Morrie tells Mitch that one’s family is their foundation. He emphasizes that the love and care one gets from their family is exponentially valuable and important. Morrie also mentions that although friends are wonderful, they are fleeting. This is opposite from family, which Morrie claims is constant.
I have so much input on this because family is so incredibly meaningful to me. With my condolences to those who are without one, I am extremely grateful for mine.
I agree with Morrie in his views about family being your foundation with love and care being of the utmost importance. They are your foundation not only because they raised you, but also because they are not fleeting. They are the few people in the world who love you unconditionally and truly want the best for you. I find this to be irreplaceable. Many friends will be there for you through think and thin, but your family won’t leave you, which I think is the definition of a foundation. You are intrinsically tied to your family, where as friends aren’t as stable or secure in their love.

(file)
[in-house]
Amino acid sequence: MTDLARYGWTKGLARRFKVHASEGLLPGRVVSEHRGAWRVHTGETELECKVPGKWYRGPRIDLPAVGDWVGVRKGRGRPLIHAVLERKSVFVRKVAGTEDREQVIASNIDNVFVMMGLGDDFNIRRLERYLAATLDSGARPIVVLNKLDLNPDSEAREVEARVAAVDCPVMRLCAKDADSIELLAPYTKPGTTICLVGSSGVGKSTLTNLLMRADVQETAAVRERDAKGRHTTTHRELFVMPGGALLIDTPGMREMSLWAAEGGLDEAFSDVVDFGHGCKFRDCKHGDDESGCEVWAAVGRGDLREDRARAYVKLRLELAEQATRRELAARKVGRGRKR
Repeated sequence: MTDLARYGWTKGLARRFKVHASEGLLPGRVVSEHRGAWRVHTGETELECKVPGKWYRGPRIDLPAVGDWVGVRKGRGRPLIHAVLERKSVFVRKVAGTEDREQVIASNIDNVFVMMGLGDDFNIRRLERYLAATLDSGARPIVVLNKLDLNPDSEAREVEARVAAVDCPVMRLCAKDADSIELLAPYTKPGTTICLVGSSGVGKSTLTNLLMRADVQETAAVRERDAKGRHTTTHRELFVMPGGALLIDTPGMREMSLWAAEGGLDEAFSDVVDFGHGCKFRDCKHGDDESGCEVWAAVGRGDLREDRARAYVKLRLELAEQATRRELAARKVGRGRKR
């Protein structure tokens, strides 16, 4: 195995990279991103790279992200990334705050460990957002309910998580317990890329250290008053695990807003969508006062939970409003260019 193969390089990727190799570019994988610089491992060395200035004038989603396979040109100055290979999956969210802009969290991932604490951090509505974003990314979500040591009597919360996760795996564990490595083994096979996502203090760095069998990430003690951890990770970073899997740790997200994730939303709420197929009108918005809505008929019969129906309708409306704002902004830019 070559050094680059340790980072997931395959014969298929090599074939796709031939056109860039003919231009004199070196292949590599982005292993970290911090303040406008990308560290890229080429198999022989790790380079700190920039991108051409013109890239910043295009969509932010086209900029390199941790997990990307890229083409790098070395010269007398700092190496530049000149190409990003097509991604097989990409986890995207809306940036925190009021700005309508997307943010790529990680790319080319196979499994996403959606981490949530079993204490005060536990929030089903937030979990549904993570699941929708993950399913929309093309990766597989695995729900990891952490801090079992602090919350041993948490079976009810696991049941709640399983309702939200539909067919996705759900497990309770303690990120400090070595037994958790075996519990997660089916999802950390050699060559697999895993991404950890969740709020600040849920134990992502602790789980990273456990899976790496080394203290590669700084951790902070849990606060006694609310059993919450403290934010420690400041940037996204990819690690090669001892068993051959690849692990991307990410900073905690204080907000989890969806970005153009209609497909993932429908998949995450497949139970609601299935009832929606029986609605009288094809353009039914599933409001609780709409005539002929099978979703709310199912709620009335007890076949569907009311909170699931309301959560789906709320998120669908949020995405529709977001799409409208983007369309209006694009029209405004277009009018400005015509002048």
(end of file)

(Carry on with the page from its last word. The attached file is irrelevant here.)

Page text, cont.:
I struggle with this fact because I often mindlessly forget to prioritize them. I get caught up in the college bubble of Gainesville, and seem to forget that my family is what got me here. I think our generation needs to be more grateful for our parents and how much they love us and want the best for us.
Since Morrie is in the process of dying, he makes prominent the importance of family when you are going through this. Mitch thinks about the ‘unbearable emptiness’ he would feel if he didn’t have a wife or children to take care of him when he is older. A family raises you to grow in a physical aspect, but also in the sense of love.
Morrie quotes his favorite poet, Auden, “Love or perish.”
One of my favorite parts about Morrie’s views is his focus on the importance of loving. In order to survive, people need other people to give love to and get love back. Family is a great and reciprocated love source.
- Tuesdays With Morrie (marrymeknot.com)